On April 7, the Centers for Medicare & Medicaid Services finalized Medicare Advantage plan payment rates for Calendar Year 2015 and announced other changes to payment and program policies for MA and Part D plans. Although the announcement included some positive changes for plans, the overall impact is mostly negative. Plans are likely to experience negative payment changes from 2014 to 2015, although the magnitude of the changes will vary with plans’ particular circumstances (e.g., geography, competitive landscape, quality rating). The payment pressure on health plans may also put additional pressure on reimbursement rates for downstream providers.

What Are MA Plans Facing in 2015?

MA plans will continue to feel payment pressures from a number of different factors in 2015, including:

Negative Updates to Payment Rates: In the announcement, CMS finalized a -3.4% average update to MA rates, down from the proposed -1.9% average update in February’s Advance Notice. While this is the average rate change for health plans, the actual change will vary based on each plan’s plan circumstances.

Continued Cuts to Payments from the Affordable Care Act (ACA):  CMS will still phase in the ACA-mandated MA payment cuts  in different areas of the country through 2017. Approximately 30% of MA enrollees are in these counties that will continue to be phased in through 2017.

End of the Quality Bonus Demonstration (QBP): Under the ACA, only plans with ratings of 4-5 stars were eligible for quality based increases to payment rates. CMS conducted a three year demonstration that expanded these quality increases for plans with 3 and 3.5 stars. This demonstration is scheduled to end at the end of 2014, with CMS noting in their Announcement that they will not extend the demonstration, making plans with 3-3.5 stars susceptible to decreases in 2015.

Increased Negative Adjustments for Coding Differences: CMS also finalized a scheduled increase in the adjustment of plan payments for risk adjustment coding practices, from -4.91 in 2014 to -5.16 in 2015.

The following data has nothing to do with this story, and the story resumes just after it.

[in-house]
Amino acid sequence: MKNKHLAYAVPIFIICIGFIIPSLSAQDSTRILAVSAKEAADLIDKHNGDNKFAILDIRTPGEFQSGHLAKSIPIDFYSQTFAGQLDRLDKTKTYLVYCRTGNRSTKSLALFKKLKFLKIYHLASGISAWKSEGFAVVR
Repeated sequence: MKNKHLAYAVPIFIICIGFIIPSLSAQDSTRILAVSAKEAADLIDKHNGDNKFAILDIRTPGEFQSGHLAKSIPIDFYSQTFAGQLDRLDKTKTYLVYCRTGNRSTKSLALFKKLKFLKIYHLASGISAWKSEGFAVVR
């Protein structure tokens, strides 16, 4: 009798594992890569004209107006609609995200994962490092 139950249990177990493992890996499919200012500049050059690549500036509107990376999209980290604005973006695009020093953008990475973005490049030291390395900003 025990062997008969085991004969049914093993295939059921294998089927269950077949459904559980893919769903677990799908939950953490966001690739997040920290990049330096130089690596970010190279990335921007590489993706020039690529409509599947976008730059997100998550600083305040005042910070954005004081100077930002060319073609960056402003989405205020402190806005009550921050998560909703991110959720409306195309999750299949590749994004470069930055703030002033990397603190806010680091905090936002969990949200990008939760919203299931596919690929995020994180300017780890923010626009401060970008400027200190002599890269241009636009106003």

Notice Does Offer Some Relief for Plans

On the plus side, however, CMS did announce some changes that will benefit plans. Specifically, CMS made changes to the phase in of a new risk adjustment model that will help maintain better payment stability for plans.  Additionally, CMS did not finalize a proposal to exclude diagnoses captured during home health risk assessments that are not validated by a subsequent clinical visit, thus allowing plans to continue using these diagnoses. Finally, CMS made changes to factors which modify risk adjustment scores to account for the baby boomers. 

What does this mean for PAC providers?

Providers who contract with MA plans should expect downstream pressure on reimbursement rates as plans look for ways to continue robust benefit offerings under lower capitation rates. However, providers may benefit from CMS’ finalized provisions to limit mid-year MA plan network changes,  signaling CMS’ greater scrutiny of plan-provider relationships.

CMS also provided greater regulatory control around plan changes to provider networks. Responding to recent mid-year changes to MA plans’ provider networks, CMS is implementing new requirements around notification, transition, and timing of significant changes, as determined by MAOs and confirmed by CMS.  

Overall, many plans will feel greater pressure on their bottom lines in 2015 and will continue to try to find ways to offset these pressures, especially with providers. However, this pressure will also encourage plans to work with providers to improve the quality of their services, especially as CMS ends their quality bonus payment demonstration. In addition plan attrition in certain markets could arise in rural areas or among lower quality plans in areas with an abundance of highly rated plans. Even so, experience from the 2014 open enrollment period suggests MA enrollment will continue to rise with the influx of baby boomers into the Medicare program.

Jennifer Rak is senior manager at Avalere Health. She provides policy analysis and strategic advice on Medicare legislation and regulation and health insurance market reform. In particular, she focuses on policy and payment issues related to the Medicare Advantage and Part D programs. Jennifer leads quantitative analyses related to changes in Medicare and other payment policies for clients, including changes to payments for health plans and drugs and biologics.